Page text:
Is the position of deputy chief justice most jinxed?
By Paul Ogemba
| August 29th 2018
Deputy Chief Justice Philomena Mwilu’s arrest and impending prosecution has elicited debate on whether the seat is jinxed.
Justice Mwilu’s predecessors, Nancy Baraza and Kalpana Rawal, did not have it easy either.
They both left the office on a sour note after bruising legal battles, their attempts to retain their jobs failing.
This trend is worrying to proponents of gender equality who managed to have the seat reserved for women in the event the Chief Justice is a man.
Lawyer Eunice Lumallas yesterday said the history for women holding high positions in the Judiciary was bad.
“Whether the position of DCJ is cursed or not, what is happening is unfortunate. But women should remain confident to serve in high office. What has happened to our three deputy CJs means women must continue to prepare hard for some of these big roles,” said Ms Lumallas.
Ms Baraza became the country’s first deputy CJ in June 2011 but lasted for only eight months before leaving the office unceremoniously.
Her woes started on December 31, 2011, when she was accused of assaulting a guard, Rebecca Kerubo, at the Village Market mall. She was accused of brandishing a gun, pulling the guard’s nose and threatening to shoot her.
The Judicial Service Commission found that she had engaged in misconduct and recommended to then President Mwai Kibaki to constitute a tribunal to investigate her.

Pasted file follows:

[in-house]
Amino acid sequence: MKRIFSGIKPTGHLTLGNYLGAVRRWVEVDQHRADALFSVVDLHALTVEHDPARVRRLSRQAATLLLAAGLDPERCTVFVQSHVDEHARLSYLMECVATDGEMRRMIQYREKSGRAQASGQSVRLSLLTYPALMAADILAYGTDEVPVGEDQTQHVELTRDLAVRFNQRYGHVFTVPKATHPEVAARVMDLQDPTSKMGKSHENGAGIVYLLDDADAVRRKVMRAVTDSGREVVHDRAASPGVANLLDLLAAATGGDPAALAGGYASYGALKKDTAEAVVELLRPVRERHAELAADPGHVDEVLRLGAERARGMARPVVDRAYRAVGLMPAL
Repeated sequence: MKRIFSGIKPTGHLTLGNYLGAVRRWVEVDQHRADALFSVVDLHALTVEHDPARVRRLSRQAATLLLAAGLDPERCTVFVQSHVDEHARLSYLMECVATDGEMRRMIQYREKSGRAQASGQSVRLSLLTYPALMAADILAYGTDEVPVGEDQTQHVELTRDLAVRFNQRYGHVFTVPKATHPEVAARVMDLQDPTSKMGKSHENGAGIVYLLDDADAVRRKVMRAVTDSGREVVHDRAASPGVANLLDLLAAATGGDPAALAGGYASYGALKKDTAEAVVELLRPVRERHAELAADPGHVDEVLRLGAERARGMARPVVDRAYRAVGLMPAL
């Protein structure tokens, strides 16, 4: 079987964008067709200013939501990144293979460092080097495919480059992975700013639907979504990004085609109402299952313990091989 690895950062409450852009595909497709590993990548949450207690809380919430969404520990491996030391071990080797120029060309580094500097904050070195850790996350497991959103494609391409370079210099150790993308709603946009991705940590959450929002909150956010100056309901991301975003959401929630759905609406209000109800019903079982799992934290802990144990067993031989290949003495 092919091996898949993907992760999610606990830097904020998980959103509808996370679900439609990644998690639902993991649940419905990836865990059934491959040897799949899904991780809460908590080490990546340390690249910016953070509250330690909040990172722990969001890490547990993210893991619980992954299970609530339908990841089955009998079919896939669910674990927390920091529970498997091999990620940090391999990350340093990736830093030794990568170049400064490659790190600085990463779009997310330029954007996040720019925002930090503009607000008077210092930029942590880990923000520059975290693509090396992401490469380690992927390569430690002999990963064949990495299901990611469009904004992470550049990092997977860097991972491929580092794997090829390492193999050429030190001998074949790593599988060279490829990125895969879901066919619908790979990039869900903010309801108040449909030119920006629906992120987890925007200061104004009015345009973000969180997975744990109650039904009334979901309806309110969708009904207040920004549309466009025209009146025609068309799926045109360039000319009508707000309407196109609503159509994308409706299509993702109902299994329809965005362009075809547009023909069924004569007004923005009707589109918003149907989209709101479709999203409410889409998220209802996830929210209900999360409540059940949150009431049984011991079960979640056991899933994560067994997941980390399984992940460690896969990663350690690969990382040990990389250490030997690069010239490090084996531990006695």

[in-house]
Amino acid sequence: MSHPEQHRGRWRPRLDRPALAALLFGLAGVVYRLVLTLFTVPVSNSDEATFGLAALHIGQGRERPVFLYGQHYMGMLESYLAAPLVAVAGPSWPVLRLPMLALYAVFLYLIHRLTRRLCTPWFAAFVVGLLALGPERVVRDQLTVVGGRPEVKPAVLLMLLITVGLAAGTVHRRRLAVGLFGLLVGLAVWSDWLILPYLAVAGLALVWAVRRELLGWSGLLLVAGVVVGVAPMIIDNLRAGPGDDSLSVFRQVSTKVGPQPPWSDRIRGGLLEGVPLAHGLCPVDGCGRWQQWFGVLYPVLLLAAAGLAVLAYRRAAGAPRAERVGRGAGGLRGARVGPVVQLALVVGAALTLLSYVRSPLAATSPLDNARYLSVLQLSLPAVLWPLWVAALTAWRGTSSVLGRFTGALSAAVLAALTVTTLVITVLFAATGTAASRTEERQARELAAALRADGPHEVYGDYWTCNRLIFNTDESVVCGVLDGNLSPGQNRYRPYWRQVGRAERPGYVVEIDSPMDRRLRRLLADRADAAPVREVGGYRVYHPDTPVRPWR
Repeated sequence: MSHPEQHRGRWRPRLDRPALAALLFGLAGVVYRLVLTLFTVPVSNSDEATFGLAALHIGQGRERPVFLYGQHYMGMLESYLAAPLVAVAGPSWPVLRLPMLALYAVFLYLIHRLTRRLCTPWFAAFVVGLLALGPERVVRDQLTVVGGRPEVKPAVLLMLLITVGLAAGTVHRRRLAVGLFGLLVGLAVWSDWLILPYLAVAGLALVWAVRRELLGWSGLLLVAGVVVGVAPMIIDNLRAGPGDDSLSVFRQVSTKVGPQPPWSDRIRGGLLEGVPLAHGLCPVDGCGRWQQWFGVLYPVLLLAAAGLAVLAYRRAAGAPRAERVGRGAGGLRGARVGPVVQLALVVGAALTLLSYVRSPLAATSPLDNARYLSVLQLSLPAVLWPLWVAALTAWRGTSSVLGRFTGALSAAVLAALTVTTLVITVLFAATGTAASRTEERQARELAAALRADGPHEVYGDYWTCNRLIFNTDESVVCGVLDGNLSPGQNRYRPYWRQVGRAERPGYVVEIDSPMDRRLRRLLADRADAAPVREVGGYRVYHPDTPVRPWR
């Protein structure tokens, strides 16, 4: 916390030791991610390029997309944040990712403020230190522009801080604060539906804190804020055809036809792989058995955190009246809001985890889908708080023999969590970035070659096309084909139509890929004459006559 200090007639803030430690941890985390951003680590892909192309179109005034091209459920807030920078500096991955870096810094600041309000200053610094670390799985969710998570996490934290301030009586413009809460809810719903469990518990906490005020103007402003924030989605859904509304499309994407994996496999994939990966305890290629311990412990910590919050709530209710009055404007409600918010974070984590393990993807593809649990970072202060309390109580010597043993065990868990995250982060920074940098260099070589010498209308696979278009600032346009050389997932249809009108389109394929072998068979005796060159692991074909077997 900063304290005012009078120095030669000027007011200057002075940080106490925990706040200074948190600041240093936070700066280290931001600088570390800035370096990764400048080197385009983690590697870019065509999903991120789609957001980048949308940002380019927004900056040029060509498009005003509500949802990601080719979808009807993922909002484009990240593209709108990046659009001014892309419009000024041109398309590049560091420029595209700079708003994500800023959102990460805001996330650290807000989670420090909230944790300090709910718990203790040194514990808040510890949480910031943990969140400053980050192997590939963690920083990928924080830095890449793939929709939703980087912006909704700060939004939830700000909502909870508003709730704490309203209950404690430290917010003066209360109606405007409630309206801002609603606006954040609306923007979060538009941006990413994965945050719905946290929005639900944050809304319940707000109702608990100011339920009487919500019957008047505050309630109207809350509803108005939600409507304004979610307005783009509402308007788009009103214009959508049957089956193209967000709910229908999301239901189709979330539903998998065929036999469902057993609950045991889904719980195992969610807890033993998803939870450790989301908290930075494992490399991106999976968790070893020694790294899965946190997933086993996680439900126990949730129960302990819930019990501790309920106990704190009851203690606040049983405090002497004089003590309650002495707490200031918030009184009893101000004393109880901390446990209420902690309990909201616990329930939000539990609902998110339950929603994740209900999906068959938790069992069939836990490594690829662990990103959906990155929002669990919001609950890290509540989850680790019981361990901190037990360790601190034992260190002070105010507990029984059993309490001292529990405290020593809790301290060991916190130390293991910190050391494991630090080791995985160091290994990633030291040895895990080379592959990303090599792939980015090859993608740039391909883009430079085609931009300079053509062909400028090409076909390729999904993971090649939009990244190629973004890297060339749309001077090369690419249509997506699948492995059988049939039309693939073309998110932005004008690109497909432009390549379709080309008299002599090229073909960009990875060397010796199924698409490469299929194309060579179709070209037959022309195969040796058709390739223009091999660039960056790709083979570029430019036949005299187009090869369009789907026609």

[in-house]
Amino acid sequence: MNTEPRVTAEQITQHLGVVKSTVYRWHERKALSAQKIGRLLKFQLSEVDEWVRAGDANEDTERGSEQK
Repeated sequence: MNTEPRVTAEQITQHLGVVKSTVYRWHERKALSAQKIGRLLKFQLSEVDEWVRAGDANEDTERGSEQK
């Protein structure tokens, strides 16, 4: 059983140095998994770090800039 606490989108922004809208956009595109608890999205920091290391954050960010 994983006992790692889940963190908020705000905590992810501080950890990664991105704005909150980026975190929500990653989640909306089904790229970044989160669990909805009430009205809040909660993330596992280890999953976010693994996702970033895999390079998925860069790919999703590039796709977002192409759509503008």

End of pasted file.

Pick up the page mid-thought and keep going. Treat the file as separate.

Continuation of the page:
What followed was a protracted court battle to challenge the tribunal. However, Baraza lost the case when the High Court allowed the tribunal to proceed.
The seven-member tribunal, chaired by retired Tanzania Chief Justice Augustino Ramadhani, recommended to President Kibaki to remove the DCJ from office after it found that her conduct had brought disrepute to the Judiciary.
The tribunal ruled that her behaviour amounted to gross misconduct and declared she was unfit to hold office. Baraza resigned on October 18, 2012 after her appeal at the Supreme Court.
For retired Justice Rawal, her term ended when she was retired after attaining the age of 70. Rawal was appointed in June 2013 to succeed Ms Baraza when she was aged 68 years.
Two years later, the JSC served her with a retirement notice but she went to court arguing she was appointed under the old constitution, which allowed her to retired at the age of 74.
Her lawyers, George Oraro and Kioko Kilukumi, argued that replacing her was illegal since her appointment was not subject to the current Constitution, which limits the retirement age of judges to 70 years.
Justice Rawal was appointed in 2000 to serve as a High Court judge.
She argued that several judges who faced similar disputes about their retirement age were allowed to serve until they were 74 and that singling her out was discriminatory and an abuse of power.
Her contention was that the JSC was removing her from office after initially allowing judges appointed under the old constitution to serve their full terms.
Rawal’s battle to stay in office longer ended when the Supreme Court dismissed her appeal, paving the way for the appointment of Justice Mwilu.
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